First of all, this is not really review of Matt Alt’s new book Pure Invention: How Japan’s Pop Culture Conquered the World. The book is great, it is a fun romp through Japanese history using the lens of some of its most popular products. Go get it, you will love it. What I want to do here is to engage with a specific set of ideas as presented in the book. As a pop history of Japan and a selection of Japanese products, I think this book is wonderful. But there is a (small) aspect of the book that I found jarring, and I think it comes down to the framing — “conquering the world.” The commentary below is pretty in the weeds (not to mention possibly pedantic), and assumes that you are familiar with the content of the book. So, if interested, go read the book, then come back and check this out. I’ll wait. 😉
I am square in the target demographic for this book. Matt Alt is just a few years older than me, but I too am a white guy with parents who owned a house with a basement suite that I could use freely, inviting my nerdy friends over to play on my SNES and watch anime on VHS. While listening to the audiobook1 I experienced a lot of rosy nostalgia. He really captures what it was like growing up in the US and Canada in the 80s and 90s as a young person whose eyes were ever directed over the Pacific toward Japan.
This is the first part of my problem with the framing of the book as a global phenomenon. Matt does the thing that many American authours do: equate the US experience with the world. The book is pretty America-centric, and he doesn’t really offer any views from any other people from other countries. At first I thought maybe he was just a victim of a publisher’s bad book title, but there are a number of times it comes up. For example, in describing why the VCR is not one of his “fantasy delivery devices” he says it is because it was used to consume “…one’s own countries movies, in the form of Hollywood films.” The final line of the book he dubs the world affected by Japanese products “a planet of dreamers.” And that is just at the macro level. Even with the American experience he doesn’t really offer up any other perspectives than those of basement-dwelling white dudes. Unfortunately this culminates in the final chapter, the most traumatic and difficult chapter, where he describes the Japanese connection to Gamergate and the rise of the Alt Right in the US, the absolute worst strain of white, basement-dwelling nerds. This is really unfortunate since I know from other parts of the book that Matt is sensitive to other identities within the US polity (I especially appreciated his slapping down of Gamergaters). Adding a wider range of American perspectives and experiences with Japanese products could have made the book stronger.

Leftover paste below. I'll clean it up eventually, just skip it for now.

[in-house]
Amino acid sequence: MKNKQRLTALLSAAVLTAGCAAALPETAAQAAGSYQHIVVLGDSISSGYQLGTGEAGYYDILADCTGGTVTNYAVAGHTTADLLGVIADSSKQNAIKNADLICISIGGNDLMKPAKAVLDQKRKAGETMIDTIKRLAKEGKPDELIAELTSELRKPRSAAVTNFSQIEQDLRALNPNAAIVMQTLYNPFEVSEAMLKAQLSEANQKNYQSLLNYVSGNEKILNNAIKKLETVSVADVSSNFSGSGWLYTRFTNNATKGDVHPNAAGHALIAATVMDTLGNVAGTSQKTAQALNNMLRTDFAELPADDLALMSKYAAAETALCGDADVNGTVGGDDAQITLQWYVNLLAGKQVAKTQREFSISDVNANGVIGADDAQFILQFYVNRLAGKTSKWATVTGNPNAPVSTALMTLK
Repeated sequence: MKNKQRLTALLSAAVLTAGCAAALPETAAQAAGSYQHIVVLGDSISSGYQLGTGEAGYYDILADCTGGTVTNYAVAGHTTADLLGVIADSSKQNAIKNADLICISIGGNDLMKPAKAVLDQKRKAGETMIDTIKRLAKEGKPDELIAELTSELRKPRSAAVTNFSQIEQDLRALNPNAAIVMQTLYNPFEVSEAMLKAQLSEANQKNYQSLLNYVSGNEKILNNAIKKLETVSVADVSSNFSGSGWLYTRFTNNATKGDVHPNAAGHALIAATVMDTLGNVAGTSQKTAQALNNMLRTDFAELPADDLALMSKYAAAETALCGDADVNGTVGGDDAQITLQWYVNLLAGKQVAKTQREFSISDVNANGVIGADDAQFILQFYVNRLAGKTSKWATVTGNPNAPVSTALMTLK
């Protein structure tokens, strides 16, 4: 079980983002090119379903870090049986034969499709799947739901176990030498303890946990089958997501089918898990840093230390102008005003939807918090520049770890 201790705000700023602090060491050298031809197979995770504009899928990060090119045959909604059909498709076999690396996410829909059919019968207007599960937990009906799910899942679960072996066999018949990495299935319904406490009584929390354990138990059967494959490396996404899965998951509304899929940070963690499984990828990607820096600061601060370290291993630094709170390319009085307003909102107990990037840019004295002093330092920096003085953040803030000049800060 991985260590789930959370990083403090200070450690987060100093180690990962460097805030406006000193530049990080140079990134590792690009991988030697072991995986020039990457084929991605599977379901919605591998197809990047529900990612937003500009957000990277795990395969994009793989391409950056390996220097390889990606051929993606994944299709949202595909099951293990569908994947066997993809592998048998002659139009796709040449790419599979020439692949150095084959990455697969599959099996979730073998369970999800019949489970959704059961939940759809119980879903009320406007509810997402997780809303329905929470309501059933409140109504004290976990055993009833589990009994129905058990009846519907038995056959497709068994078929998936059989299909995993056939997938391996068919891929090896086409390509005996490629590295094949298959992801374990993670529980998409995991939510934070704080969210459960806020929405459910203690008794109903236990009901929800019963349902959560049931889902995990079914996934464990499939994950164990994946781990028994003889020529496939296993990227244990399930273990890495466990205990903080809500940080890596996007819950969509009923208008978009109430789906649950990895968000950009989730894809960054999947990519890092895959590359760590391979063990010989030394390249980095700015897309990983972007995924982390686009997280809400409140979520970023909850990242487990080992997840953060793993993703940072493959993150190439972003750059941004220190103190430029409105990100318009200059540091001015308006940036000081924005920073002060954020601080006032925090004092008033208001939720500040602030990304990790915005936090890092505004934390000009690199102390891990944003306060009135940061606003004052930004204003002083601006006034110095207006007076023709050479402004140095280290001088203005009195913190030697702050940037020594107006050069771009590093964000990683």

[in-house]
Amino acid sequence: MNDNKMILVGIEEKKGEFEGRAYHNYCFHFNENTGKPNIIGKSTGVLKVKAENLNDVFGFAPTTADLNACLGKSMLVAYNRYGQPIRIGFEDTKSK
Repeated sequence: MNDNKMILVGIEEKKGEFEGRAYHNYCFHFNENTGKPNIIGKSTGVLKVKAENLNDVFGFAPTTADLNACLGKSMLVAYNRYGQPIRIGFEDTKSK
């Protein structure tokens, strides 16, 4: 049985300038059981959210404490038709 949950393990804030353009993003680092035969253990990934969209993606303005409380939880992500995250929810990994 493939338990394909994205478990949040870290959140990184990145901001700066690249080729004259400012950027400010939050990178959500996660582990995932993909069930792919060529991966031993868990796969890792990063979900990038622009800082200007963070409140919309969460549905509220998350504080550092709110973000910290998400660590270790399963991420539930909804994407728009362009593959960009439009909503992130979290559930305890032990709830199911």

Pure Invention works really well as a pop culture history, but it struggles with political analysis. My expectations might be unreasonable, since I am pretty sure this was meant to be a popular book and not the publication of a thesis or PhD dissertation (despite the voluminous endnotes). However, in the first chapter he asserts that we should put products up with economic and political analysis when describing the international influence of Japan, arguing that is the way most of us interact with Japan. I get where he is coming from, but he doesn’t provide any kind of analytical framework to support this type of analysis.
Thankfully, that framing only really shows up in the first and last chapter (and epilogue). The final chapter, titled The Anti-social Network, is where the assertion of Japan’s influence on America reaches the breaking point. Yes, the infamous